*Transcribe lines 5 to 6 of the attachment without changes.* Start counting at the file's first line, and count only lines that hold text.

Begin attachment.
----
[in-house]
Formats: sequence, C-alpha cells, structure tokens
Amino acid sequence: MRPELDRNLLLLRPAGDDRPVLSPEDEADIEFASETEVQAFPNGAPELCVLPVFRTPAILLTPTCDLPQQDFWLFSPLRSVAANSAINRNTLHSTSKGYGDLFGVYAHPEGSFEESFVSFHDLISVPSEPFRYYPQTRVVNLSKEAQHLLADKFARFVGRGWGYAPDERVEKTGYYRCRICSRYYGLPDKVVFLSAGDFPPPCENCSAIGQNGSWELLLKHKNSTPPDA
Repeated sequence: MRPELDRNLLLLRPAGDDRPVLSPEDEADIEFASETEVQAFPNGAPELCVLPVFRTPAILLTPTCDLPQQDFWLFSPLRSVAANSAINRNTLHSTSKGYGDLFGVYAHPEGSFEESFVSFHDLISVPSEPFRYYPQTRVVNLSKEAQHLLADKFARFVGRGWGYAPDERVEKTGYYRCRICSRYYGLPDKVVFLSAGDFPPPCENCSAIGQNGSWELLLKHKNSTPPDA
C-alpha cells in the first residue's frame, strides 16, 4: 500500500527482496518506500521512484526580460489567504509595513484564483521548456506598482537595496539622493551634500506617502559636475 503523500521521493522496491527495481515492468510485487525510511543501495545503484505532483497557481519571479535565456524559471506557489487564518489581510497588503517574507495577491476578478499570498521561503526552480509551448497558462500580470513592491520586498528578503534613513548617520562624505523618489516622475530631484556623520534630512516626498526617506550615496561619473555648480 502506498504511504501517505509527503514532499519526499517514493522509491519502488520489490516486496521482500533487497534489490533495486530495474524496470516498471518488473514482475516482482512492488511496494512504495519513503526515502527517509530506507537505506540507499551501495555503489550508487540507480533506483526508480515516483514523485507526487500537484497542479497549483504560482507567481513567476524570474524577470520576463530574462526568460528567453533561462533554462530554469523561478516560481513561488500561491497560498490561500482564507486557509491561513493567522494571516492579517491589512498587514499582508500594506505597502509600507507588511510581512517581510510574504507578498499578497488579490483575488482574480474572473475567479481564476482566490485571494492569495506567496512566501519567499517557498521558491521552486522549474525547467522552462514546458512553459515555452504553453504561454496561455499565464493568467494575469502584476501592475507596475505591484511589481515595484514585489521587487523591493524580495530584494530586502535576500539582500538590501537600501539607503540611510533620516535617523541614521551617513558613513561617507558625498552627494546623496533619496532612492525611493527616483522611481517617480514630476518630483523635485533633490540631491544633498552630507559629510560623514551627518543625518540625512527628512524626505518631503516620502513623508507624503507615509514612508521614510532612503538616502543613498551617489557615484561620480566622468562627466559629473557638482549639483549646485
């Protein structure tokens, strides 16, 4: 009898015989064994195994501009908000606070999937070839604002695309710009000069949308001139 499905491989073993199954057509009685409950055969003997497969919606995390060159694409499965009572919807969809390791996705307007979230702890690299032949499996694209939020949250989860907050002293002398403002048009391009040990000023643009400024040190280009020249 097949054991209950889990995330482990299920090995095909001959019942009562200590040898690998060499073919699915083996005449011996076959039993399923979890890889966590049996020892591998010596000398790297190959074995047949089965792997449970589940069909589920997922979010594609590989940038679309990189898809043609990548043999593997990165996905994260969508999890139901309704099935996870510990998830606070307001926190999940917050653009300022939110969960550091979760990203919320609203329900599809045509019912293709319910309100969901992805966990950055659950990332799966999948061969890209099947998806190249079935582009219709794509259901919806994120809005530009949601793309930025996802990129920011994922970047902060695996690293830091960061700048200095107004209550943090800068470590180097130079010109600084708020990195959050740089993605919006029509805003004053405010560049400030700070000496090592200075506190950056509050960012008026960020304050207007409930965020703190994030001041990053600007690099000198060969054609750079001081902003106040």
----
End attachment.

C-alpha cells in the first residue's frame, strides 16, 4: 500500500527482496518506500521512484526580460489567504509595513484564483521548456506598482537595496539622493551634500506617502559636475 503523500521521493522496491527495481515492468510485487525510511543501495545503484505532483497557481519571479535565456524559471506557489487564518489581510497588503517574507495577491476578478499570498521561503526552480509551448497558462500580470513592491520586498528578503534613513548617520562624505523618489516622475530631484556623520534630512516626498526617506550615496561619473555648480 502506498504511504501517505509527503514532499519526499517514493522509491519502488520489490516486496521482500533487497534489490533495486530495474524496470516498471518488473514482475516482482512492488511496494512504495519513503526515502527517509530506507537505506540507499551501495555503489550508487540507480533506483526508480515516483514523485507526487500537484497542479497549483504560482507567481513567476524570474524577470520576463530574462526568460528567453533561462533554462530554469523561478516560481513561488500561491497560498490561500482564507486557509491561513493567522494571516492579517491589512498587514499582508500594506505597502509600507507588511510581512517581510510574504507578498499578497488579490483575488482574480474572473475567479481564476482566490485571494492569495506567496512566501519567499517557498521558491521552486522549474525547467522552462514546458512553459515555452504553453504561454496561455499565464493568467494575469502584476501592475507596475505591484511589481515595484514585489521587487523591493524580495530584494530586502535576500539582500538590501537600501539607503540611510533620516535617523541614521551617513558613513561617507558625498552627494546623496533619496532612492525611493527616483522611481517617480514630476518630483523635485533633490540631491544633498552630507559629510560623514551627518543625518540625512527628512524626505518631503516620502513623508507624503507615509514612508521614510532612503538616502543613498551617489557615484561620480566622468562627466559629473557638482549639483549646485
């Protein structure tokens, strides 16, 4: 009898015989064994195994501009908000606070999937070839604002695309710009000069949308001139 499905491989073993199954057509009685409950055969003997497969919606995390060159694409499965009572919807969809390791996705307007979230702890690299032949499996694209939020949250989860907050002293002398403002048009391009040990000023643009400024040190280009020249 097949054991209950889990995330482990299920090995095909001959019942009562200590040898690998060499073919699915083996005449011996076959039993399923979890890889966590049996020892591998010596000398790297190959074995047949089965792997449970589940069909589920997922979010594609590989940038679309990189898809043609990548043999593997990165996905994260969508999890139901309704099935996870510990998830606070307001926190999940917050653009300022939110969960550091979760990203919320609203329900599809045509019912293709319910309100969901992805966990950055659950990332799966999948061969890209099947998806190249079935582009219709794509259901919806994120809005530009949601793309930025996802990129920011994922970047902060695996690293830091960061700048200095107004209550943090800068470590180097130079010109600084708020990195959050740089993605919006029509805003004053405010560049400030700070000496090592200075506190950056509050960012008026960020304050207007409930965020703190994030001041990053600007690099000198060969054609750079001081902003106040």